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Constitutional Interpretation and Judicial Nominations

Justice Antonin Scalia gave a speech two days ago at the Woodrow Wilson Center for Scholars on the topic of Constitutional Interpretation (read the transcript here, via Instapundit). This is a topic near and dear to my heart, as I am currently writing an undergraduate honors thesis that deals directly with Constitutional interpretation.

Scalia is regularly lambasted by those who don’t agree with his political ideology for being too conservative, but I have long been a fan of his written opinions; they are among the most logically consistent and easy to read examples of legal scholarship to be found. And yes, his opinions are works of legal scholarship, you may disagree with what he says but it’s hard to disagree with the facts and the cases he cites when making an argument.

Scalia ended his speech by talking briefly about how the current judicial nomination process is threatening to damage the Constitution. This topic was brought into sharp focus by Senate Minority Leader (and shaping up to be its chief obstructionist) Harry Reid threatened that Senate Democrats will stall any and all Senate business they can if the Republican majority modifies the Senate rules to disallow filibusters on Judicial nominations. The thing to remember is that this cuts both ways, it is seen as a “conservative” issue now, but a decade ago it was a “liberal” issue when it was Clinton's nominees that were meeting resitance from a newly elected Republican Congress. However, I can practically guarantee you that Justice Scalia’s remarks would have been the same in 1995 as they were in 2005:

You heard in the introduction that I was confirmed, close to nineteen years ago now, by a vote of ninety-eight to nothing. The two missing were Barry Goldwater and Jake Garnes, so make it a hundred. I was known at that time to be, in my political and social views, fairly conservative. But still, I was known to be a good lawyer, an honest man, somebody who could read a text and give it its fair meaning, had judicial impartiality and so forth. And so I was unanimously confirmed.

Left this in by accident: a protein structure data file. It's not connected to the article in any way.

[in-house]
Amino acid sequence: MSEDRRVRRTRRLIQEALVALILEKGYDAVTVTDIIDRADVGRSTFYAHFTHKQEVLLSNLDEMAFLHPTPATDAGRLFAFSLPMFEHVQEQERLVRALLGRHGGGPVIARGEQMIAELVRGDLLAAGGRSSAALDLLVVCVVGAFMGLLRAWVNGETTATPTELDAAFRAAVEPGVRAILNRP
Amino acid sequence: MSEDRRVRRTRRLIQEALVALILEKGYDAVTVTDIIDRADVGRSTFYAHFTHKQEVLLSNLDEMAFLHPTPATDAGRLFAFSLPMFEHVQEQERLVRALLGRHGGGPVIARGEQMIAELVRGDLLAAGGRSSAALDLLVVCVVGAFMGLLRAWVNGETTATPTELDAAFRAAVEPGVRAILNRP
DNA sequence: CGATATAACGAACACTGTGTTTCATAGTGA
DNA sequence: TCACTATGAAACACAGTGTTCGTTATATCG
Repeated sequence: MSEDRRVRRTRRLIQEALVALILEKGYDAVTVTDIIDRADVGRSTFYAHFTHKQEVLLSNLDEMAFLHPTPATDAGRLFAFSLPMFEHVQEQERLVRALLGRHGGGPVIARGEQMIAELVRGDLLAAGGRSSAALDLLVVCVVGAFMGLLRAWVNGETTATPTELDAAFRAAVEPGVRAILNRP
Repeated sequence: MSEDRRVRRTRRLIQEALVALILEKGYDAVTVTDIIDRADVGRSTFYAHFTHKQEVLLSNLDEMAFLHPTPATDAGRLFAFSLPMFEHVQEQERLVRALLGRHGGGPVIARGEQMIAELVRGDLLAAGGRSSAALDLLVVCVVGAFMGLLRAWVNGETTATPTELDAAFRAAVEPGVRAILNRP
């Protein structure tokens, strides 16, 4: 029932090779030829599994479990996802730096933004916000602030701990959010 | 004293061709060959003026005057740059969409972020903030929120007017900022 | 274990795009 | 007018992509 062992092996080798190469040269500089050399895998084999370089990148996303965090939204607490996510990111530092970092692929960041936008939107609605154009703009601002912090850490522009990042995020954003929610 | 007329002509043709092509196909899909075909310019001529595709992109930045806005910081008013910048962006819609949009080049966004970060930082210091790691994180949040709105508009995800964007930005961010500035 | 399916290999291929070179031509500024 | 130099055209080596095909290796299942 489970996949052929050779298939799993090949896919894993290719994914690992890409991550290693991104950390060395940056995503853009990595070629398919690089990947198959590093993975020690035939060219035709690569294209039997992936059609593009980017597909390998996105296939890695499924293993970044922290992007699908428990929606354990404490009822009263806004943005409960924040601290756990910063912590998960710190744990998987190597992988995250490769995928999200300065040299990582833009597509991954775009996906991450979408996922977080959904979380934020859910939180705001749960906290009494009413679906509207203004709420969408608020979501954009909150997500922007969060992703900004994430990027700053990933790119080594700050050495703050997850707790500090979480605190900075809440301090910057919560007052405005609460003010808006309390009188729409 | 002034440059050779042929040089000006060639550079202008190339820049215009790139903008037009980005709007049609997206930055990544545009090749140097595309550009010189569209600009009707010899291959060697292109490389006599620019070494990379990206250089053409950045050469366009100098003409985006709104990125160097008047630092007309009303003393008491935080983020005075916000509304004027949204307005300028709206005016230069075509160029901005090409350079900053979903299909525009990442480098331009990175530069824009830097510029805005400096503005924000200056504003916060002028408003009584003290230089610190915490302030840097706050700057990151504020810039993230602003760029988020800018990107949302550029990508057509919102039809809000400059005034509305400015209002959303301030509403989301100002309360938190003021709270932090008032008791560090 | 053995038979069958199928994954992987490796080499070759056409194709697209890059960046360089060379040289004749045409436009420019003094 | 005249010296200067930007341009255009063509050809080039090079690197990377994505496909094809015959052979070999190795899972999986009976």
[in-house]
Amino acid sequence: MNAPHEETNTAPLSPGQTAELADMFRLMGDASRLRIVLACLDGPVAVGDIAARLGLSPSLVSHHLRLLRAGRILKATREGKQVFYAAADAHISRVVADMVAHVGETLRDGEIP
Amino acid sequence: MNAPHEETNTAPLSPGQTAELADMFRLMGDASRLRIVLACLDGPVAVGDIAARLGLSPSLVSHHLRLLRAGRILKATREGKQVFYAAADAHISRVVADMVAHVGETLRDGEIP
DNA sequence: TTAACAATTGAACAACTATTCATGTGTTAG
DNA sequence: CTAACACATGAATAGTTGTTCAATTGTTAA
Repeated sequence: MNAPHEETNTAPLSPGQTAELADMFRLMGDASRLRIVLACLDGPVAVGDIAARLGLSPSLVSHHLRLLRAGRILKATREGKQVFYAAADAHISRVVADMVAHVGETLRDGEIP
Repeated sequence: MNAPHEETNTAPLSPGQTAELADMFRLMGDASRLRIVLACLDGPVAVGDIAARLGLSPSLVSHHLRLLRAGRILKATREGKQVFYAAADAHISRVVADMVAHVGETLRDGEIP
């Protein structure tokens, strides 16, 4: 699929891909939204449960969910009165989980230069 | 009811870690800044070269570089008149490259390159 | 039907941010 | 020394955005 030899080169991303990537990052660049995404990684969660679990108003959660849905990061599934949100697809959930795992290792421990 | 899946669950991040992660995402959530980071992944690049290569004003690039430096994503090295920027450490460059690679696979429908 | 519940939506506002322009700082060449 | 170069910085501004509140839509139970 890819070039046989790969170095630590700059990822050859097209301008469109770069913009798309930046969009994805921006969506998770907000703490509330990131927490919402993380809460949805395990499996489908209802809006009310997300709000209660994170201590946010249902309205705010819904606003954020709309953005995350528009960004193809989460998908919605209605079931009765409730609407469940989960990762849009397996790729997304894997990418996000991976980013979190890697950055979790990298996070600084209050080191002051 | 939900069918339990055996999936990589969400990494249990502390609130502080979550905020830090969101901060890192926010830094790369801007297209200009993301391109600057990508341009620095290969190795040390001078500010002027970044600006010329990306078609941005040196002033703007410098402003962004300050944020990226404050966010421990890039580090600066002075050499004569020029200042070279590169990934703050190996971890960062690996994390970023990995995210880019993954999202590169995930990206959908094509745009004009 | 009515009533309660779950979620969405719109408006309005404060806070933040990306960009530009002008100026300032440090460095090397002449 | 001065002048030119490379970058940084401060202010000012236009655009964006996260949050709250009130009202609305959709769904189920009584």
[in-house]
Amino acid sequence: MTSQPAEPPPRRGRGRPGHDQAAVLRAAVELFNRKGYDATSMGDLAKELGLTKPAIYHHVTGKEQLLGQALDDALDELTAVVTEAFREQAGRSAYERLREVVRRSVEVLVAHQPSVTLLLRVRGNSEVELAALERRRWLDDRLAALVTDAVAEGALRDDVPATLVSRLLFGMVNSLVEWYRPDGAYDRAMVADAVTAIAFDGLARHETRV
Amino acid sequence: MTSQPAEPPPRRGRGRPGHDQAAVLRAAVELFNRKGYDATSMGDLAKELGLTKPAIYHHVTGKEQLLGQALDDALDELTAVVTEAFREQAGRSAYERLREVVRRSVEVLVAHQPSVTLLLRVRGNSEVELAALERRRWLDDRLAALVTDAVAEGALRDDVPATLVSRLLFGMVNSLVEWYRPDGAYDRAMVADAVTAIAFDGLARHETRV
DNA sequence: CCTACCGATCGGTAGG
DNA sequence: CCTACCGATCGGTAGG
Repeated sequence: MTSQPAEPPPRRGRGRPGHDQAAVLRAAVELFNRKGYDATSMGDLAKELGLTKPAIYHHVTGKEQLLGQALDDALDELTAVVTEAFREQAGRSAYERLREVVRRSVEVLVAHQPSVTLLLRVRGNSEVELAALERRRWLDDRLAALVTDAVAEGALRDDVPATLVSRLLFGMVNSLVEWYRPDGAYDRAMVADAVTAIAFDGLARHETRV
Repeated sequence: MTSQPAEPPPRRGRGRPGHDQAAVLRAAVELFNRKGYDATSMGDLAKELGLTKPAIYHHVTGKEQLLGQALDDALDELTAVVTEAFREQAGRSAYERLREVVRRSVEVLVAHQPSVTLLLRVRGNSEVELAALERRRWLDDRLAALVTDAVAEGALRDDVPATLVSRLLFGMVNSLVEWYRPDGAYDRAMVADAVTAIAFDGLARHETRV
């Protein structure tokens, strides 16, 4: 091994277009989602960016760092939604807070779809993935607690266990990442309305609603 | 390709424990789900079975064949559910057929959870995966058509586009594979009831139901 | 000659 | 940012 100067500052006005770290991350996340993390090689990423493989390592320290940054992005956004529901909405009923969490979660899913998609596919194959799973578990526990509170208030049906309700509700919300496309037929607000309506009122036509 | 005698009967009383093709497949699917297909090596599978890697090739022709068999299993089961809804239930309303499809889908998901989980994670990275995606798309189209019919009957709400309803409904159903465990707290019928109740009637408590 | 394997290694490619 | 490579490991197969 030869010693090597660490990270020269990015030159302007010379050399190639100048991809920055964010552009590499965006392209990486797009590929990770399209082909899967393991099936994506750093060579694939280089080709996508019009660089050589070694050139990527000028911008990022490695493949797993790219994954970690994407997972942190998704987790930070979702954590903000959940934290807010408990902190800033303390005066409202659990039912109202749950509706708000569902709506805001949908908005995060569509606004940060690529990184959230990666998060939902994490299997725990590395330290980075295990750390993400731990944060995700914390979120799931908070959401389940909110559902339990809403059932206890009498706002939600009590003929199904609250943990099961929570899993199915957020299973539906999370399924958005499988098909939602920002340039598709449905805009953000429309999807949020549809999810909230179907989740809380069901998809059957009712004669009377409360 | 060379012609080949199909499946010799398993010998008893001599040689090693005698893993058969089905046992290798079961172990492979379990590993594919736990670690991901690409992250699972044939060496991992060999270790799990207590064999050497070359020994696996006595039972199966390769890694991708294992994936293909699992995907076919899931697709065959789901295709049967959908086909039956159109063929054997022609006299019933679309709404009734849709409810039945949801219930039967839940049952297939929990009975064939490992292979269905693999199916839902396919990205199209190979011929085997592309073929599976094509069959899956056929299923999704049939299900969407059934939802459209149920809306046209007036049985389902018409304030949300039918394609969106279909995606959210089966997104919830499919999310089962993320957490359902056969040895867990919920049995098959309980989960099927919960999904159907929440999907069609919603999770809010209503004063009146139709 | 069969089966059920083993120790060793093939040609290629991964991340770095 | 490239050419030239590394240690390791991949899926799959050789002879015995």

Today, barely twenty years later, it is difficult to get someone confirmed to the Court of Appeals. What has happened? The American people have figured out what is going on. If we are selecting lawyers, if we are selecting people to read a text and give it the fair meaning it had when it was adopted, yes, the most important thing to do is to get a good lawyer. If on the other hand, we’re picking people to draw out of their own conscience and experience, a new constitution, with all sorts of new values to govern our society, then we should not look principally for good lawyers. We should look principally for people who agree with us, the majority, as to whether there ought to be this right, that right, and the other right. We want to pick people that would write the new constitution that we would want…

I think the very terminology suggests where we have arrived: at the point of selecting people to write a constitution, rather than people to give us the fair meaning of one that has been democratically adopted. And when that happens, when the Senate interrogates nominees to the Supreme Court, or to the lower courts, you know, “Judge so and so, do you think there is a right to this in the Constitution? You don’t?! Well my constituents’ think there ought to be, and I’m not going to appoint to the court someone who is not going to find that.” When we are in that mode, you realize, we have rendered the Constitution useless, because the Constitution will mean what the majority wants it to mean. The senators are representing the majority. And they will be selecting justices who will devise a constitution that the majority wants.

And that of course, deprives the Constitution of its principle utility. The Bill of Rights is devised to protect you and me against, who do you think? The majority. My most important function on the Supreme Court is to tell the majority to take a walk. And the notion that the justices ought to be selected because of the positions that they will take that are favored by the majority is a recipe for destruction of what we have had for two-hundred years.”

Justice Scalia's point is important. As John Marshal noted 200 years ago "It is a Constitution we are expounding," not some small piece of legislation. It deserves better than partisan vitriol and rancor. The rest of his speech is just as good, but not as topical to the current political climate. If you have time, I’d suggest you give it a read.

Posted by · 16 March 2005 08:03 PM


"My most important function on the Supreme Court is to tell the majority to take a walk."

Heh. I woulda used "to go f#@% themselves", but that's just me...

Posted by: b-psycho at March 16, 2005 11:54 PM

I think Scalia would make a good Chief Justice.

Posted by: Will Franklin at March 17, 2005 01:32 PM

Scalia would be a great Chief Justice! Our country would be lucky to have Scalia !

That b-psycho comment is just what the name implies!

Posted by: stephanie at March 17, 2005 05:13 PM